Then, during the sixties & seventies, "old-fashioned", "vintage", "antique", "historic", & "Grandmother's" were not buzzwords-
the accent was on the new, modern, improved, etc.

I forgot about the Seven Sisters rose.

About 12 years ago, I was browsing the web & came across the Antique Rose Emporium's site & found-holy smoke!-Seven Sisters!

I sent off for a bareroot rose, & then I got to worrying about it, since I had no experience with plants, & I called the Emporium & asked them to change my order to a plant in a pot.

& the lady who answered my call never batted an eye, bless her heart, maybe I wasn't the first customer who called in fretting about growing her grandmother's favorite rose.

When it arrived, I followed all the directions & planted it in the best spot in the garden.

I got the flu.

On the 2nd miserable day of flu, the afternoon weather report was for a "blue norther", a sudden crash of temps, accompanied by high winds & sometimes by freezing rain.

It was already getting dark, & the temp had started to drop.

I dragged myself to the hardware store & bought a plastic painter's dropcloth (it was close, & I didn't know what else to do), came home to a howling gale in a pitch-black night, & kept the car running & the headlights on while I fought the wind to get that plastic on the rose.

Every time I had it situated, the wind would catch a corner, & the whole thing would blow off.

so I looked around for bricks or rocks or buckets or *anything* to weight the corners down.

Finally, plastic billowing but firmly in place, I staggered inside & collapsed, totally exhausted.

woke up the next morning to bright sunshine, went outside, pulled the now-tattered plastic off the rose, & discovered...

that rose hadn't even noticed the blue norther.

It was in a *lot* better shape than I was!

The Seven Sisters is now climbing the crepe myrtles & covering a big part of the fence, & I've dug up suckers & passed them along to friends.

& I still think of my grandmother & smile every time I see it.

    Bookmark   May 8, 2008 at 4:56PM
Thank you for reporting this comment. Undo

My former neighbor and I lived in a mobile home park where our homes were close enough together that we practically lived in the same space. We were both there short term saving money for a down-payment on a house and one day while talking we decided we were going to use our yards there as a place to experiment before we moved into our permanent locations. At that point in time we got along pretty good but really didn't know each other all that well. We spent the next three years buying plants and splitting them, dividing and exchanging plants, experimenting with different types of bulbs, seeds, and some things we just pulled from random places and potted up. Our last year I purchased a modest greenhouse which we spent a lot of cool evenings in it just talking about what we planned to do with our lives. Despite my best efforts I couldn't get her to buy the house next door to me so we both ended up in different counties. It isn't a huge distance but it is far enough where we only see each other about twice a year and it is definitely not next door. We both took with us more plants than we owned pieces of furniture.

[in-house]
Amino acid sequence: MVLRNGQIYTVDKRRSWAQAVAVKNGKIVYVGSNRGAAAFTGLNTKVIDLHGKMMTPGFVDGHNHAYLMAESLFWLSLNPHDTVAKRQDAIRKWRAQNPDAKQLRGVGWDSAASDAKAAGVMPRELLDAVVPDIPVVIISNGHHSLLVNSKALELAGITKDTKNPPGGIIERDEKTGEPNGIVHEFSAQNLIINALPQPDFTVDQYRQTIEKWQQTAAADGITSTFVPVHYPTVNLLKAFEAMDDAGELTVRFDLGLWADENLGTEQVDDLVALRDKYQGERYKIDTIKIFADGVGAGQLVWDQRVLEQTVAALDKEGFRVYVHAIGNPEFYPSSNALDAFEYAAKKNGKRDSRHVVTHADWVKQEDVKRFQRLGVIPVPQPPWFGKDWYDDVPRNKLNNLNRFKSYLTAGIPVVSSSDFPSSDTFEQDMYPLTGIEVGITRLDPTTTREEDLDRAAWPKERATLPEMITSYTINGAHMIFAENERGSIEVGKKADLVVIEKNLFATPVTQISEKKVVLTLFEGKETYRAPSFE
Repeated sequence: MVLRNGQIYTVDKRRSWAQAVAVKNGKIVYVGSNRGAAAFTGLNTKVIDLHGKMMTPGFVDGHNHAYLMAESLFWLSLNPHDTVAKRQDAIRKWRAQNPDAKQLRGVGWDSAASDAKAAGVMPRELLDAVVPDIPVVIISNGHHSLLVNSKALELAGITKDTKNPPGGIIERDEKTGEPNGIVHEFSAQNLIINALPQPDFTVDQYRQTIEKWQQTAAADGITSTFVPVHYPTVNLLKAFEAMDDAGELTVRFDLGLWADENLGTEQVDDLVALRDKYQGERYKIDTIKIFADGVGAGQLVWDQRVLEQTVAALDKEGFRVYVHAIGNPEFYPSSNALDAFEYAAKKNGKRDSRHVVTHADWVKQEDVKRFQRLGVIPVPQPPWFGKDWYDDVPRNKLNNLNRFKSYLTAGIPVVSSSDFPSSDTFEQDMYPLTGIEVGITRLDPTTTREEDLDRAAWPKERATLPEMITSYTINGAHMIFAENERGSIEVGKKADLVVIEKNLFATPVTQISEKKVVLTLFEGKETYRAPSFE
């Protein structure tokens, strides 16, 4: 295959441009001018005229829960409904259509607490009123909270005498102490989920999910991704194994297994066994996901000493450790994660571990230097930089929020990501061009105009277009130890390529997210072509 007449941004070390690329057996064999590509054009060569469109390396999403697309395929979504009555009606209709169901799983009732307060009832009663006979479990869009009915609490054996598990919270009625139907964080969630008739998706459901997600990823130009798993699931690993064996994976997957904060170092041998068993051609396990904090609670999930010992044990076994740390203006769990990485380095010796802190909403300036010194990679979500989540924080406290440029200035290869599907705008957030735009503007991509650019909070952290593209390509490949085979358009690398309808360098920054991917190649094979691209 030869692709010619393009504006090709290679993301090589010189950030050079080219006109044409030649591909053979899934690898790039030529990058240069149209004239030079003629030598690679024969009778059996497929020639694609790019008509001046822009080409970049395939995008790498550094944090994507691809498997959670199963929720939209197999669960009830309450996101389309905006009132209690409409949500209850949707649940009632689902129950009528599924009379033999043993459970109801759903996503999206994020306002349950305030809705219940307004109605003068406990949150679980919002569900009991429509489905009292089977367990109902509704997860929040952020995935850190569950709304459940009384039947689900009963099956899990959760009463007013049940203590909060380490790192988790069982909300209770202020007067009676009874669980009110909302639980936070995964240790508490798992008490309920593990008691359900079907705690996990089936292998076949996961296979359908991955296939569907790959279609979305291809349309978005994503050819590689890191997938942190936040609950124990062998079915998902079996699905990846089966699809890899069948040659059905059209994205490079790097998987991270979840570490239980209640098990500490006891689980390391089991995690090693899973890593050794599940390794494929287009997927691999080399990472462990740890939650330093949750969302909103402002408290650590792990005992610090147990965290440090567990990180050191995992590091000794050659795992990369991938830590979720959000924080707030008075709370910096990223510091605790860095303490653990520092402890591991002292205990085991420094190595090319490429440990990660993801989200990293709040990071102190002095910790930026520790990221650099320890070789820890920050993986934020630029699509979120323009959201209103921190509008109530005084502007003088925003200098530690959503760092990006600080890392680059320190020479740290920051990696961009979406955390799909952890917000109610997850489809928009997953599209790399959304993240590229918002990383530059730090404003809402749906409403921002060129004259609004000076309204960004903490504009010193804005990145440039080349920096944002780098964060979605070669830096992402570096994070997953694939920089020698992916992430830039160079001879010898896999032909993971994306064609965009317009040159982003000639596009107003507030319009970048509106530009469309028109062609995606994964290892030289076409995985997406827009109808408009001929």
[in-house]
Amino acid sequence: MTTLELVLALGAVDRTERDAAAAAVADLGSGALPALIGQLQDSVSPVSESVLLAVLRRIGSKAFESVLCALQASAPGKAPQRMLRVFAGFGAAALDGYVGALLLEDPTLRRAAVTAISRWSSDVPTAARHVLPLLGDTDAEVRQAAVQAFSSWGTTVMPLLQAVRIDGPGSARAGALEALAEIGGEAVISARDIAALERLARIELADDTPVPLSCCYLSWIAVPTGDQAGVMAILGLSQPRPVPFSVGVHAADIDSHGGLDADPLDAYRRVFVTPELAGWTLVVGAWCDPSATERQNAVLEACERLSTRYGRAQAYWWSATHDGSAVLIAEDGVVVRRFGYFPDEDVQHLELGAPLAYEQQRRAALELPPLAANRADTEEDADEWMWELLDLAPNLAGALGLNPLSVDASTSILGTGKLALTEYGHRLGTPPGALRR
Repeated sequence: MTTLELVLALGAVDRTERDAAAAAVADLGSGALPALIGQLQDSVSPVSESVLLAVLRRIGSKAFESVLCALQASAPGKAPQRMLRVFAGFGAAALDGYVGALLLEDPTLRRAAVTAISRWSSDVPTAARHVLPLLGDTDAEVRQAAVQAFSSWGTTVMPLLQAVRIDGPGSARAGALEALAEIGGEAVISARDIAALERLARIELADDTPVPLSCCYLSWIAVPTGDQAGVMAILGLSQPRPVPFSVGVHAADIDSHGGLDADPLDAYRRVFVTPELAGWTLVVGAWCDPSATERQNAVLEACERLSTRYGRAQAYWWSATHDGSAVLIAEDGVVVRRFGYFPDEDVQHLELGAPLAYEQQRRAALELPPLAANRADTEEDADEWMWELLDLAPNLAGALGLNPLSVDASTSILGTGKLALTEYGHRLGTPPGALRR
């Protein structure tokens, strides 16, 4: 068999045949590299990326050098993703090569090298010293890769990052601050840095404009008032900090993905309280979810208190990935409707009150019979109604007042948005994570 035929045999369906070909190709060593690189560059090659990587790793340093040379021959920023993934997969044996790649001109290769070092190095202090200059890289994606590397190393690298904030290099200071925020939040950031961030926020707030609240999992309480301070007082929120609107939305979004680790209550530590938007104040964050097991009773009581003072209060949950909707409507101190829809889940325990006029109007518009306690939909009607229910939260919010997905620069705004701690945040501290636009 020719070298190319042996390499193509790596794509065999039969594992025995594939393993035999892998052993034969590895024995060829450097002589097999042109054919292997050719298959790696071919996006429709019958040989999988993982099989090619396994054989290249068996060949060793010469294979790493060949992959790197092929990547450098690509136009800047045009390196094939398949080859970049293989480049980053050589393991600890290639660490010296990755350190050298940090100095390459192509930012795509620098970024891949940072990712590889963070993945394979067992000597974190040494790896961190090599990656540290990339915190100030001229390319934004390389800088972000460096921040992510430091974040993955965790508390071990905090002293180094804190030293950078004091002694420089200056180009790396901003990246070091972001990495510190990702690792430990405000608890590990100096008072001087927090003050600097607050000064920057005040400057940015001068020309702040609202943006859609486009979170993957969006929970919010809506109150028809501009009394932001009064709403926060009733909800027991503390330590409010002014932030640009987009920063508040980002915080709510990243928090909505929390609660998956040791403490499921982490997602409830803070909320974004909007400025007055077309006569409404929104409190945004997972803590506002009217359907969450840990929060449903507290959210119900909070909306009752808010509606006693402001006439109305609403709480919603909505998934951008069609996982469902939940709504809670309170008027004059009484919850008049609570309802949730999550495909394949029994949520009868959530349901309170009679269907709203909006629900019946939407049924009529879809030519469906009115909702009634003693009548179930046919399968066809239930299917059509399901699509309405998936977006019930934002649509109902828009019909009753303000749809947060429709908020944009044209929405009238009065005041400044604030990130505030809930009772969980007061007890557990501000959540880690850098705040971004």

So, I have this plant that I believe we just identified the other day as pink sorrel. It is the first clump of plant she brought me and the person she had got them from had told her they were shamrocks. Later on we were told it was a weed and had a good laugh over it since we had made sure to cultivate plenty of it for our new yards.

I kept a fair chunk of it because it was the first plant gift she gave me and it only seemed appropriate that it be the first thing I put in the ground when we moved in. In honor of our friendship, that was the very first thing I did when we gained access to the property. I have plenty of reminders all over my yard of those times and our trials and errors but that plant specifically reminds me of her. At the sake of sounding cliche, we not only grew plants but we grew a great friendship.

Now, if I only had that plant my ex-mother-in-law picked and potted up because she thought it was pretty. Soon after, when she found out the hard way that it was poison ivy, she didn't like it as much as she thought she would. That was just priceless.

    Bookmark   May 16, 2008 at 1:37AM
Sign Up to comment
More Discussions
Mutant Calendula :0 What's happened?
Evening all, I scuttled out to the garden to collect...
Favorites - another forum sucking me in!
Gardening is a CHORE! Five years ago I only started...
flower id?
Saw this growing in someones front yard and took a...
Any tips on growing Mums?
I'm not sure if I posted this under the correct category,...
My favorite plants for this year 2014
Geraniums - so many different colors, and no bug problems,...
Sponsored Products
Turnstone | Campfire Big Lounge
Bourgie Table Lamp by Kartell
$450.00 | Lumens
Chambly Giclee Glow Tiger Bronze Club Table Lamp
$99.99 | Lamps Plus
Jonathan Charles William Yeoward Greyed Oak 30 x 18.5 Oval Pedestal Table
$747.50 | LuxeDecor
Imperial NFL Pub Table - IMP 26-4005
$478.00 | Hayneedle
Jane Hamley Wells | BREEZZ Rectangular Table
Trellis Oliver Toss Pillow - Set of Two
$49.99 | zulily
Darlee Series 30 Party Patio Bar - 82 in.
People viewed this after searching for:
© 2015 Houzz Inc. Houzz® The new way to design your home™